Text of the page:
In the Reliability Forum department of Reliable Plant magazine, suppliers provide their insights to a question posed by editor Paul V. Arnold. This issue, the call went out to manufacturers of power transmission products. They were asked:

“What can a plant do to reduce its energy costs associated with electric motors?”

Baldor Electric Company
This reply came from John Malinowski, the product manager for AC and DC motors at Baldor.

“There are several things you can do to cut your energy costs.

“First, the biggest gains in efficiency come from ‘right-sizing’ the motor to the application. A recent survey on motors by the New York State Energy Research and Development Authority (NYSERDA) found that 55 percent of the motors installed in facilities were oversized. The ‘sweet spot’ for peak motor efficiency is 80 to 100 percent of full load. At less than this, efficiency falls off, as does power factor. So, right-size the motor and use one that’s rated as Premium efficient by the National Electrical Manufacturers Association (NEMA).


Baldor advises you to select the right
motor size for the application and to
seek one with a Premium rating.

“Second, use adjustable-speed drives, especially for variable torque loads such as fans and pumps. Energy savings in excess of 50 percent are possible here.

“Third, look at the machine for productivity and mechanical gains. Select the most efficient fans and pumps and use efficient gearing.

“Finally, you can reduce costs by having the right information. The Baldor Energy Savings Tool (BE$T) makes it easy for you to see what the savings are by switching to a premium-efficiency motor and/or adding an adjustable-speed drive. This software program compares the energy-saving potential between motors and drives with various energy-efficiency ratings and then selects the best choice for overall savings. BE$T also can be used in conjunction with a PDA to conduct a plant motor survey. Information is also available from the United States Department of Energy through the Energy Star program and the Industrial Technologies program. The DoE has a fantastic Internet site (www.eere.energy.gov/industry).”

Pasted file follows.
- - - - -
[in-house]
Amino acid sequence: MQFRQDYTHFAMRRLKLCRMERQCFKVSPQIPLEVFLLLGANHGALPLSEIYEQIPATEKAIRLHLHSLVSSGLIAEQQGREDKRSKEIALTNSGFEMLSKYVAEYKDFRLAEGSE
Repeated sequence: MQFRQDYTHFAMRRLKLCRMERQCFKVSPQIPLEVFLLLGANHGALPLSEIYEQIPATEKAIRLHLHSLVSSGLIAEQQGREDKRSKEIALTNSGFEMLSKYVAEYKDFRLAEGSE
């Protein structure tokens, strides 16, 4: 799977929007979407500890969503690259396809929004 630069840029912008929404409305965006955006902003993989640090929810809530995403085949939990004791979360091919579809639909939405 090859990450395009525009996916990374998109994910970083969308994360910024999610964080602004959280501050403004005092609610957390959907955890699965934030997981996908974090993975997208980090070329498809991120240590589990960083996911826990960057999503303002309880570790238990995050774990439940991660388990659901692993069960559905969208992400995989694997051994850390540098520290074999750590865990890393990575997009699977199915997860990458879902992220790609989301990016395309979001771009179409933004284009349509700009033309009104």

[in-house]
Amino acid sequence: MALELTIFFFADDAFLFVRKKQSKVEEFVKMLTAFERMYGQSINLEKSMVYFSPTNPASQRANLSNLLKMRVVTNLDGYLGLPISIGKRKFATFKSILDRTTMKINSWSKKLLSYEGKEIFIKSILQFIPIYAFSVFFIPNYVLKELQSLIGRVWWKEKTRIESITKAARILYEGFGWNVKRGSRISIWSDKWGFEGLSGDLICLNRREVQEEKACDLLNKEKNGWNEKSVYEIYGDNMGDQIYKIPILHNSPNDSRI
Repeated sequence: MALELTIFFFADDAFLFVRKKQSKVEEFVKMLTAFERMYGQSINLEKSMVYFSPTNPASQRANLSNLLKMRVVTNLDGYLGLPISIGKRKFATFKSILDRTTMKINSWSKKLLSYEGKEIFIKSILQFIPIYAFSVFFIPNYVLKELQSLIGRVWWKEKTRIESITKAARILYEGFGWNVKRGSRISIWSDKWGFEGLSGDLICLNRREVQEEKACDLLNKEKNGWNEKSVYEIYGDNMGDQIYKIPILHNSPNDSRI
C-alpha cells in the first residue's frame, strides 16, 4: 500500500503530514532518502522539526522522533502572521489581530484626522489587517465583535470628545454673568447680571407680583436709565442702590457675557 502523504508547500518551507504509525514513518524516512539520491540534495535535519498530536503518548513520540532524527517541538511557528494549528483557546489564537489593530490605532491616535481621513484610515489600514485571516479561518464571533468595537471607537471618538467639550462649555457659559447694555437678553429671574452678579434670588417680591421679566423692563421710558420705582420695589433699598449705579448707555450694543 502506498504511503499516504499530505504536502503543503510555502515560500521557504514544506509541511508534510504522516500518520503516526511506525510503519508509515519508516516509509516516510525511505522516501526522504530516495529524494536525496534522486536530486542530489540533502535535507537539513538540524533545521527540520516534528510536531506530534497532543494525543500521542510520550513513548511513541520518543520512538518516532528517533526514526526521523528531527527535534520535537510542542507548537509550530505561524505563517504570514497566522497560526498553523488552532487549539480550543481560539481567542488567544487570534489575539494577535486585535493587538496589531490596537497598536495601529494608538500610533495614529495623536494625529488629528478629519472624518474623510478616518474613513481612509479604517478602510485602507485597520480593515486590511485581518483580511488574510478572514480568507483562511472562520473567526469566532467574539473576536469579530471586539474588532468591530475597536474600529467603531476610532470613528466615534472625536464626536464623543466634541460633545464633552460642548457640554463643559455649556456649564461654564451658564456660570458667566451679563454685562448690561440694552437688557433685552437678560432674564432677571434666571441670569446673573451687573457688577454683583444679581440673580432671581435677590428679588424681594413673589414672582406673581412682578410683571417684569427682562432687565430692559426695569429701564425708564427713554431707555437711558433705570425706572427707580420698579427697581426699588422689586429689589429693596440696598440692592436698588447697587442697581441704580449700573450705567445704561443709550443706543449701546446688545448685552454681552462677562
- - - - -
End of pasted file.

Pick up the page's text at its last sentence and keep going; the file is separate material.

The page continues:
For more information from Baldor, visit www.baldor.com.

NEMA
This reply came from the National Electrical Manufacturers Association, a trade association representing nearly 430 companies:

“Look at the motor’s total cost.

“U.S. motor manufacturers sell products that exceed the minimum efficiency requirements set by federal legislation. These motors are slightly more costly to purchase, but yield significant additional savings over the life of the product, with a better return on investment.

“Many motor specifiers at industrial plants commonly look only at first-cost options and do not weigh the costs and benefits over time of a completely efficient system. This is a challenge that American manufacturing plants must overcome if potential efficiency gains and subsequent energy savings are to be fully realized.


NEMA says plants should examine the total
life-cycle cost of an electric motor, as
opposed to purely its product price.

“Electric motor systems currently account for 23 percent of all U.S. energy use and 70 percent of manufacturing electricity consumption, presenting one of the largest opportunities for energy conservation and efficiency.

“Manufacturing members of NEMA now offer NEMA Premium motors built to a higher efficiency standard. The NEMA Premium label helps you identify products that optimize motor system efficiency, reduce electrical power consumption and costs, and improve system reliability.”

For more information from the National Electrical Manufacturers Association, visit www.nema.org.